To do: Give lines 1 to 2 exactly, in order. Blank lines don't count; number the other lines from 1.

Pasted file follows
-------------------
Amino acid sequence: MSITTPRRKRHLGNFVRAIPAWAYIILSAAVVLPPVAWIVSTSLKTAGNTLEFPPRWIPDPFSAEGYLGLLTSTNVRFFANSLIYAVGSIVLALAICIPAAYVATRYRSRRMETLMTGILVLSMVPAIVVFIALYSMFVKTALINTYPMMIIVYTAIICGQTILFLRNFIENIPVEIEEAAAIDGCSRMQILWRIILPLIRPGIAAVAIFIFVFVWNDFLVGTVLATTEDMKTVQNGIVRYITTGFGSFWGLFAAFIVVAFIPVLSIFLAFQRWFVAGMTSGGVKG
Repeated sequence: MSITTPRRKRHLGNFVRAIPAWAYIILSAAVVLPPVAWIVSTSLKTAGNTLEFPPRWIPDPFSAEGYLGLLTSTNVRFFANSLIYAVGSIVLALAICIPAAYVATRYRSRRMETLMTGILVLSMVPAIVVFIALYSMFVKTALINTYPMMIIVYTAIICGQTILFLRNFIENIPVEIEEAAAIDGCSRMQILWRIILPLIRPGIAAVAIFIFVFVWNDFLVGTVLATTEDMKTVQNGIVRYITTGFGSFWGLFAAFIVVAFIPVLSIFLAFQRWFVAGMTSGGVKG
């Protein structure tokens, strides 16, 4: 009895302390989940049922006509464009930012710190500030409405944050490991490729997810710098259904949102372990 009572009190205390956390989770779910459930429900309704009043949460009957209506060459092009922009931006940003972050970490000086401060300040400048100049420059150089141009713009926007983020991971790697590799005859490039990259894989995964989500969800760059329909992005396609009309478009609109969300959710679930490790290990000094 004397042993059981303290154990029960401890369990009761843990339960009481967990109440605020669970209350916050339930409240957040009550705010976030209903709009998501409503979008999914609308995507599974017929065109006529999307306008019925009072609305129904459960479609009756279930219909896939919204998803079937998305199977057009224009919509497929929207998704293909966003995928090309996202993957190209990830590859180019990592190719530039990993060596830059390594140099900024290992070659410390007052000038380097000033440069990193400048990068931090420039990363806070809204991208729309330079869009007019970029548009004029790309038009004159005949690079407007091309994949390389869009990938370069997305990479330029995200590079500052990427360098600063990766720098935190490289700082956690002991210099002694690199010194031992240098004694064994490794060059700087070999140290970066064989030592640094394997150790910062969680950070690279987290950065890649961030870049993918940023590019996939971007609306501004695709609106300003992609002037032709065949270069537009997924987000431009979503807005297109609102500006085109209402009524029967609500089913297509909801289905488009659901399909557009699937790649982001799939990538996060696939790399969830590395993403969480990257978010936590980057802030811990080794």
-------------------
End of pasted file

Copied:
Amino acid sequence: MSITTPRRKRHLGNFVRAIPAWAYIILSAAVVLPPVAWIVSTSLKTAGNTLEFPPRWIPDPFSAEGYLGLLTSTNVRFFANSLIYAVGSIVLALAICIPAAYVATRYRSRRMETLMTGILVLSMVPAIVVFIALYSMFVKTALINTYPMMIIVYTAIICGQTILFLRNFIENIPVEIEEAAAIDGCSRMQILWRIILPLIRPGIAAVAIFIFVFVWNDFLVGTVLATTEDMKTVQNGIVRYITTGFGSFWGLFAAFIVVAFIPVLSIFLAFQRWFVAGMTSGGVKG
Repeated sequence: MSITTPRRKRHLGNFVRAIPAWAYIILSAAVVLPPVAWIVSTSLKTAGNTLEFPPRWIPDPFSAEGYLGLLTSTNVRFFANSLIYAVGSIVLALAICIPAAYVATRYRSRRMETLMTGILVLSMVPAIVVFIALYSMFVKTALINTYPMMIIVYTAIICGQTILFLRNFIENIPVEIEEAAAIDGCSRMQILWRIILPLIRPGIAAVAIFIFVFVWNDFLVGTVLATTEDMKTVQNGIVRYITTGFGSFWGLFAAFIVVAFIPVLSIFLAFQRWFVAGMTSGGVKG